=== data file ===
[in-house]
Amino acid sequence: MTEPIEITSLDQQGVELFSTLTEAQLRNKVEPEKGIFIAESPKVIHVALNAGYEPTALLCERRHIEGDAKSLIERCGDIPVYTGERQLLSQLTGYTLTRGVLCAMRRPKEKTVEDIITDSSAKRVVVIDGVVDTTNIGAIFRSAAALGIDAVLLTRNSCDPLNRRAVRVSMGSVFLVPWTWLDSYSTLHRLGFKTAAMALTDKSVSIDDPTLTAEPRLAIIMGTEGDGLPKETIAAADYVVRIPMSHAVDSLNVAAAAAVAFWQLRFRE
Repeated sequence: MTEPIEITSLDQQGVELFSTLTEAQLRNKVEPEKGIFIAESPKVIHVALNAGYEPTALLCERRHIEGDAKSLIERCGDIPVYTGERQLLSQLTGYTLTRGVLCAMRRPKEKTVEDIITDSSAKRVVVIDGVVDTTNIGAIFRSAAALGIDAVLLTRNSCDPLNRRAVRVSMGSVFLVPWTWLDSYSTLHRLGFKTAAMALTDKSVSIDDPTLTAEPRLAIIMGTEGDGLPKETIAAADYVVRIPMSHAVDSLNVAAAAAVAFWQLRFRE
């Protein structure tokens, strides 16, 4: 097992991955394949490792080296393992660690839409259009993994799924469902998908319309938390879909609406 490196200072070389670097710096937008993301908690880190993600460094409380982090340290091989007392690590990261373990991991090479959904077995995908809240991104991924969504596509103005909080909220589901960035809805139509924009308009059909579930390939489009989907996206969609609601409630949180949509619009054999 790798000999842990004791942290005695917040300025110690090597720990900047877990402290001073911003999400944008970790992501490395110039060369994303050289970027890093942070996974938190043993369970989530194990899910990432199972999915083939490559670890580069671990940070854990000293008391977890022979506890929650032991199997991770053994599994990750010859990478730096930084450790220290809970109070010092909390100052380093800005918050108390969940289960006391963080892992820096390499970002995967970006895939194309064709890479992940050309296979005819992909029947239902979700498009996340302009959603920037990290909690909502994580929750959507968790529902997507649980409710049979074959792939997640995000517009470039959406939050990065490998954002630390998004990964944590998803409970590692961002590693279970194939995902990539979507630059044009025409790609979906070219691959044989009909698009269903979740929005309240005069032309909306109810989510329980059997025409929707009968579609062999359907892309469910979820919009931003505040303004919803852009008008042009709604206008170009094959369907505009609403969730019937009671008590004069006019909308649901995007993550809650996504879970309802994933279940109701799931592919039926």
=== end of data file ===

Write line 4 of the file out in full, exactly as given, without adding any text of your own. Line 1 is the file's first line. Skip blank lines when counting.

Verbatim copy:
């Protein structure tokens, strides 16, 4: 097992991955394949490792080296393992660690839409259009993994799924469902998908319309938390879909609406 490196200072070389670097710096937008993301908690880190993600460094409380982090340290091989007392690590990261373990991991090479959904077995995908809240991104991924969504596509103005909080909220589901960035809805139509924009308009059909579930390939489009989907996206969609609601409630949180949509619009054999 790798000999842990004791942290005695917040300025110690090597720990900047877990402290001073911003999400944008970790992501490395110039060369994303050289970027890093942070996974938190043993369970989530194990899910990432199972999915083939490559670890580069671990940070854990000293008391977890022979506890929650032991199997991770053994599994990750010859990478730096930084450790220290809970109070010092909390100052380093800005918050108390969940289960006391963080892992820096390499970002995967970006895939194309064709890479992940050309296979005819992909029947239902979700498009996340302009959603920037990290909690909502994580929750959507968790529902997507649980409710049979074959792939997640995000517009470039959406939050990065490998954002630390998004990964944590998803409970590692961002590693279970194939995902990539979507630059044009025409790609979906070219691959044989009909698009269903979740929005309240005069032309909306109810989510329980059997025409929707009968579609062999359907892309469910979820919009931003505040303004919803852009008008042009709604206008170009094959369907505009609403969730019937009671008590004069006019909308649901995007993550809650996504879970309802994933279940109701799931592919039926």